Do you ever say things to yourself that make you feel bad? If you answered “yes” to this question, you are not alone. In fact, it is estimated that up to 95 percent of your thoughts are negative ones. What does this mean?
You are basically your own worst enemy. Your negative thoughts and attitude could be preventing you from living the life you want to live. Why not change how you think?
As humans, we are generally the toughest critic of our own. You’re probably familiar with the voice in the back of your mind reminding you that you’re not capable of achieving your goals. This voice is a liar and leads to feelings of depression and anxiety.
The sad truth about this voice is that it’s talking to you. It’s your own inner critic. If you want to move forward with your goals of self-development, you definitely have to stop beating yourself up and look out for negative self-talk.
The tips you’ll read in this article will provide you with the resources you need to conquer this “stinking kind of thinking” and turn it around to become a message to yourself that lets you shine.
To start breaking the habit of putting yourself down, you must first be mindful of when and why you do it. Pay attention to the moments during the day that you feel bad because of a message you’ve sent to yourself.
The way your body responds to these situations will normally alert you to them. When people become angry or anxious, they can experience muscle tension in their shoulders. When you notice a symptom like this, try to figure out what you’re feeling and what’s causing it.
In certain instances, an outside source, such as a colleague’s remark, might be to blame, but sometimes the emotion is triggered or compounded by your own internal negative messaging and response to an outside occurrence. Write these items down for at least a week, and search for trends like causes or events that accompany your negative self-talk.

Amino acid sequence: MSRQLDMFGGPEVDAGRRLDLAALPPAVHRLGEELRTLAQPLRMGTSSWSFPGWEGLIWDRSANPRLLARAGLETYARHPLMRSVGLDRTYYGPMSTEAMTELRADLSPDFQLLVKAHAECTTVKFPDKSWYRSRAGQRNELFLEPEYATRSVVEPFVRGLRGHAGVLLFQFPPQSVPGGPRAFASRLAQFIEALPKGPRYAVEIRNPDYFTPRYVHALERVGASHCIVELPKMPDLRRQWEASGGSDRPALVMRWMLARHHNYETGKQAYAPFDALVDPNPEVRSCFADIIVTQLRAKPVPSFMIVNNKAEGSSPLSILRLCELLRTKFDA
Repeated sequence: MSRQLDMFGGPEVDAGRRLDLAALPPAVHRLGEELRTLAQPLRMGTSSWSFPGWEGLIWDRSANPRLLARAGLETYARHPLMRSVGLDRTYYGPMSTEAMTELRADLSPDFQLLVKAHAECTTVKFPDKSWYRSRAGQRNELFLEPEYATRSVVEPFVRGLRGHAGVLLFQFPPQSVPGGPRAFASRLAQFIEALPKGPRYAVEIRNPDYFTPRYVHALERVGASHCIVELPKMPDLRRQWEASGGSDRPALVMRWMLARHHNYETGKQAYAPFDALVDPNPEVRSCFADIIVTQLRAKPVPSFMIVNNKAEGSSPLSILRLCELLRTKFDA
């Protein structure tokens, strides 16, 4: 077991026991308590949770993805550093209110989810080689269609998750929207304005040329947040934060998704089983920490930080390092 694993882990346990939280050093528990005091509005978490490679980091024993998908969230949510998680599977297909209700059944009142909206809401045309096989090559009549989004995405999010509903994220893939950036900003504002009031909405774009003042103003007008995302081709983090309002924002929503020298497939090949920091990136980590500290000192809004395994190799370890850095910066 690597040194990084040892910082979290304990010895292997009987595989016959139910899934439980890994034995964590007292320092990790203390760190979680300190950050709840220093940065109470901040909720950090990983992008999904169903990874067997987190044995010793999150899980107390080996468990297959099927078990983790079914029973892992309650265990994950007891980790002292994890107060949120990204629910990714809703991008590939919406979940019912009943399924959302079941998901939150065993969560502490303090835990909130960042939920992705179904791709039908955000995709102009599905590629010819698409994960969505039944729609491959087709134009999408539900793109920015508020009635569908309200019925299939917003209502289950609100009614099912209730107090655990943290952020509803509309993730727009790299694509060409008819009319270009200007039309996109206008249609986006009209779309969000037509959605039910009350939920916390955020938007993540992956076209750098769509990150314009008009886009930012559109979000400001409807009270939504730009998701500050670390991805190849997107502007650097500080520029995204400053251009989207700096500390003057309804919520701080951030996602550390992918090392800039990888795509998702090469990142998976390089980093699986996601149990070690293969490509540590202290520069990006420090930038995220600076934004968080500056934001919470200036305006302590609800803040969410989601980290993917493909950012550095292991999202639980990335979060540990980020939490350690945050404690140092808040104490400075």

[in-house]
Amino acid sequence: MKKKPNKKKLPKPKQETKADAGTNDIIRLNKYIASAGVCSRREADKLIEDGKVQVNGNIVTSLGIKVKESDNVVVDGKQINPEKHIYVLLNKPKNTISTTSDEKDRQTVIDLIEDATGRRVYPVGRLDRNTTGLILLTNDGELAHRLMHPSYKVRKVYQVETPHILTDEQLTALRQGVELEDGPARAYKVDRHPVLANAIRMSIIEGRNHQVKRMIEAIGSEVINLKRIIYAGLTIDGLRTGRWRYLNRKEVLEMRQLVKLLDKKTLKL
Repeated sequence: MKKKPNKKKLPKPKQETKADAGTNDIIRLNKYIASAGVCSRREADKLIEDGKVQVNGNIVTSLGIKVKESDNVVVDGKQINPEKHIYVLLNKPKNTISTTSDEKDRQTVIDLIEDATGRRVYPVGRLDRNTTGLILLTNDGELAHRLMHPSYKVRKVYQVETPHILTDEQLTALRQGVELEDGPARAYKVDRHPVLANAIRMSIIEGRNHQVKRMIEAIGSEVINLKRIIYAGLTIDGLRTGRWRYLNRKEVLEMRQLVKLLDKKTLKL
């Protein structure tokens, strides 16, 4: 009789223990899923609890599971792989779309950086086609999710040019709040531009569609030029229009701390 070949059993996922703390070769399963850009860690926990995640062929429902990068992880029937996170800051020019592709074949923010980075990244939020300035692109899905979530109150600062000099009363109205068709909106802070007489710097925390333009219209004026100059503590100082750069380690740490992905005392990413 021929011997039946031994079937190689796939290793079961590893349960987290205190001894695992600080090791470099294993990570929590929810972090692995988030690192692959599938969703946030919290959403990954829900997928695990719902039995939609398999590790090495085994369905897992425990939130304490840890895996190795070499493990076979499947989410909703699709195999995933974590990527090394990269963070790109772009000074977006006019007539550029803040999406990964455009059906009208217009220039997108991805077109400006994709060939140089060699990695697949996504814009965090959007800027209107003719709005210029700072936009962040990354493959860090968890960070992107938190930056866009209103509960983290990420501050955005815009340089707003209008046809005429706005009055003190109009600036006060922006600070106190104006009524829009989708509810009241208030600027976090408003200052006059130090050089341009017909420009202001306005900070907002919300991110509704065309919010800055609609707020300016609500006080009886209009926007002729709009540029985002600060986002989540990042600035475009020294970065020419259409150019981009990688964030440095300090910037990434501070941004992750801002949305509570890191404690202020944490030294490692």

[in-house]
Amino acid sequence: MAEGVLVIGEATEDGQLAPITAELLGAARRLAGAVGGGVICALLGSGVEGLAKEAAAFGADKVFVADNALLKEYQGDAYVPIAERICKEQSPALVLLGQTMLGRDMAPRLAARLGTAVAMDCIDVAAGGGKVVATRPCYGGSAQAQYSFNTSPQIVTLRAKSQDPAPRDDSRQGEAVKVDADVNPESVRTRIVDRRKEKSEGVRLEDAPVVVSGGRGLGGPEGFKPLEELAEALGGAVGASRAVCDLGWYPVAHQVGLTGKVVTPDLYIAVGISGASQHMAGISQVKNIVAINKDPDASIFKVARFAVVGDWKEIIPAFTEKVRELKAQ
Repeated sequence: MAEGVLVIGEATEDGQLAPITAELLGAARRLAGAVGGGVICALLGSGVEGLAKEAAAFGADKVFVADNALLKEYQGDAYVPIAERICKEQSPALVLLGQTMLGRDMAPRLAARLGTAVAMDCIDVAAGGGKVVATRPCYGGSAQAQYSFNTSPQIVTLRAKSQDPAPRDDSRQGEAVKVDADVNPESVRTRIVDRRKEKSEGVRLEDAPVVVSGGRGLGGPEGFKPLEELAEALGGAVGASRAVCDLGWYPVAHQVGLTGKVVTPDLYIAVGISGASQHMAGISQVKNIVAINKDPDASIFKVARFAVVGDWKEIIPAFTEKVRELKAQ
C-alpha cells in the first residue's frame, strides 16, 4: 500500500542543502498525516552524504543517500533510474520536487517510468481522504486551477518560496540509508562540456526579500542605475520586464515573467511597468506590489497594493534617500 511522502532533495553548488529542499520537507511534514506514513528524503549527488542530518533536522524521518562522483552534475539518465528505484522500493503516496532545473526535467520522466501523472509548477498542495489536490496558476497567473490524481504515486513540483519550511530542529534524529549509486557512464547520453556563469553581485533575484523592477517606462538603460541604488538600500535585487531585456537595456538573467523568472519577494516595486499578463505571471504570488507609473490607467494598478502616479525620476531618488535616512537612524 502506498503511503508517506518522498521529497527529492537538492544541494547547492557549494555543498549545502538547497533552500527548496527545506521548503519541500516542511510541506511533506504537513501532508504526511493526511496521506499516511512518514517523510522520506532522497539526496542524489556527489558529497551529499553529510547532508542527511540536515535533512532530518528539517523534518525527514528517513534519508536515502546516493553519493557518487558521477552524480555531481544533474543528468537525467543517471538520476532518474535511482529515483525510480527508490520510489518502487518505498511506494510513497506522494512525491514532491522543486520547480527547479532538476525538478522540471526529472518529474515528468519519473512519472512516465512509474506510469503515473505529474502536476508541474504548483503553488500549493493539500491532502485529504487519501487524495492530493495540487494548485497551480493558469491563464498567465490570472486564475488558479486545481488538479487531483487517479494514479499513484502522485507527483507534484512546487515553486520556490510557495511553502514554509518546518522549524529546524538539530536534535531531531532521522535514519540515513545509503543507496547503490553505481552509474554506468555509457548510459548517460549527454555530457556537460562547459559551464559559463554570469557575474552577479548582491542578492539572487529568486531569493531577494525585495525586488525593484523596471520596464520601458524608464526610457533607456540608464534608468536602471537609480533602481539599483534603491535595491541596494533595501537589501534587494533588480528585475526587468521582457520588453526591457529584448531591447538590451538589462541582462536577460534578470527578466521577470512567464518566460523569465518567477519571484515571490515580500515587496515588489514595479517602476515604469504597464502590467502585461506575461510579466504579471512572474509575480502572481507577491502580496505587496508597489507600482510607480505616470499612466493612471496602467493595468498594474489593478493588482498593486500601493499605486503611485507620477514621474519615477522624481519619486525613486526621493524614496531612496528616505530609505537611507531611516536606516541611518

Advising you to be gentle with yourself can seem simplistic, but if you want to break the toxic cycle of sending self-limiting messages, you must start by being gentle with yourself. Consider if the things you’re saying to yourself are words you’d say to someone you care for.
You’re definitely not going to do anything like that. You most likely try to be compassionate and helpful to the people in your life. Why not use the same technique while conversing with yourself? This will also help ease any anxiety and lack of motivation, increasing your self-confidence ultimately leading to a more fulfilling life where more happiness exists.
It is just too easy to persuade ourselves that we’re not valuable or that we have some fatal flaw. Reach out to friends or family for a reality check when you’re feeling particularly down on yourself. Checking in with those who care for you will remind you of all your good qualities and that you’re only going through a rough time, which is completely normal.
At these moments, listen to what others have to say to you without arguing or objecting. These people have been put in your life for a reason. They wouldn’t stay if they didn’t think highly of you. Put some of your faith and trust in their judgment.
Note the Positive
Everyone has positive things to say about themselves. And, you as well. Despite your reluctance, force yourself to list at least ten positive qualities, talents, or attributes about yourself. It may be a physical characteristic, an ability, or something distinctive about your personality. Simply keep going until you have a list of ten things.
Refer to this list if you’re feeling down about yourself for a quick pick-me-up when you need it the most, these work as positive affirmations about you. Make it a point to add to your list on a regular basis. If you do, it won’t be long before you start seeing yourself in a new light, as well as start believing in yourself.
Overcoming negative self-talk takes time and commitment. It is difficult to overcome a lifetime of toxic messaging. It is, however, a necessary step on your path to self-actualization.
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